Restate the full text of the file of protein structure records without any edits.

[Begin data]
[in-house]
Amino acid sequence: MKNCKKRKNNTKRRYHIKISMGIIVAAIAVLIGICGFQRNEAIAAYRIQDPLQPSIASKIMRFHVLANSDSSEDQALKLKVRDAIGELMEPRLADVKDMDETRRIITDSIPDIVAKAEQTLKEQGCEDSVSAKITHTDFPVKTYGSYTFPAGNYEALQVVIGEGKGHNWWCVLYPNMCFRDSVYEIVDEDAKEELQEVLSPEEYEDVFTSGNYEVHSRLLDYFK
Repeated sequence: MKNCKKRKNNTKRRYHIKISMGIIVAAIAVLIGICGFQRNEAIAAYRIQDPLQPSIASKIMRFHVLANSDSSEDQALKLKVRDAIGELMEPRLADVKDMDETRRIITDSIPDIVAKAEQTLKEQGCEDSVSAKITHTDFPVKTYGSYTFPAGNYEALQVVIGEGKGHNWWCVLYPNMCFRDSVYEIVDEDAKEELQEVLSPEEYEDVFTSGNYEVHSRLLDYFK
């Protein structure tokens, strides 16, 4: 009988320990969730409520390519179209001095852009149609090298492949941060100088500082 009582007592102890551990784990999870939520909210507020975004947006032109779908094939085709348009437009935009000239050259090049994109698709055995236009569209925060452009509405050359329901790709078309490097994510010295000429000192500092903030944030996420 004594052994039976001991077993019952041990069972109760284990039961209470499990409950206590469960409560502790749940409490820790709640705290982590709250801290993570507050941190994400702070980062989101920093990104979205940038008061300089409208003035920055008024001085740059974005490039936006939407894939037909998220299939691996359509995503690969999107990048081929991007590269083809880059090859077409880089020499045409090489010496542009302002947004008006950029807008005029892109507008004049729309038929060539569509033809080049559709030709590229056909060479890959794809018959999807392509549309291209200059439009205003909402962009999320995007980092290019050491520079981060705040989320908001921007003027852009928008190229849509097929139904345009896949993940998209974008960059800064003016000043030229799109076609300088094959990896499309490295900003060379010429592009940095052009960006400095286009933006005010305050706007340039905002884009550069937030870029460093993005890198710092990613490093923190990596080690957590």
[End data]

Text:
[in-house]
Amino acid sequence: MKNCKKRKNNTKRRYHIKISMGIIVAAIAVLIGICGFQRNEAIAAYRIQDPLQPSIASKIMRFHVLANSDSSEDQALKLKVRDAIGELMEPRLADVKDMDETRRIITDSIPDIVAKAEQTLKEQGCEDSVSAKITHTDFPVKTYGSYTFPAGNYEALQVVIGEGKGHNWWCVLYPNMCFRDSVYEIVDEDAKEELQEVLSPEEYEDVFTSGNYEVHSRLLDYFK
Repeated sequence: MKNCKKRKNNTKRRYHIKISMGIIVAAIAVLIGICGFQRNEAIAAYRIQDPLQPSIASKIMRFHVLANSDSSEDQALKLKVRDAIGELMEPRLADVKDMDETRRIITDSIPDIVAKAEQTLKEQGCEDSVSAKITHTDFPVKTYGSYTFPAGNYEALQVVIGEGKGHNWWCVLYPNMCFRDSVYEIVDEDAKEELQEVLSPEEYEDVFTSGNYEVHSRLLDYFK
């Protein structure tokens, strides 16, 4: 009988320990969730409520390519179209001095852009149609090298492949941060100088500082 009582007592102890551990784990999870939520909210507020975004947006032109779908094939085709348009437009935009000239050259090049994109698709055995236009569209925060452009509405050359329901790709078309490097994510010295000429000192500092903030944030996420 004594052994039976001991077993019952041990069972109760284990039961209470499990409950206590469960409560502790749940409490820790709640705290982590709250801290993570507050941190994400702070980062989101920093990104979205940038008061300089409208003035920055008024001085740059974005490039936006939407894939037909998220299939691996359509995503690969999107990048081929991007590269083809880059090859077409880089020499045409090489010496542009302002947004008006950029807008005029892109507008004049729309038929060539569509033809080049559709030709590229056909060479890959794809018959999807392509549309291209200059439009205003909402962009999320995007980092290019050491520079981060705040989320908001921007003027852009928008190229849509097929139904345009896949993940998209974008960059800064003016000043030229799109076609300088094959990896499309490295900003060379010429592009940095052009960006400095286009933006005010305050706007340039905002884009550069937030870029460093993005890198710092990613490093923190990596080690957590």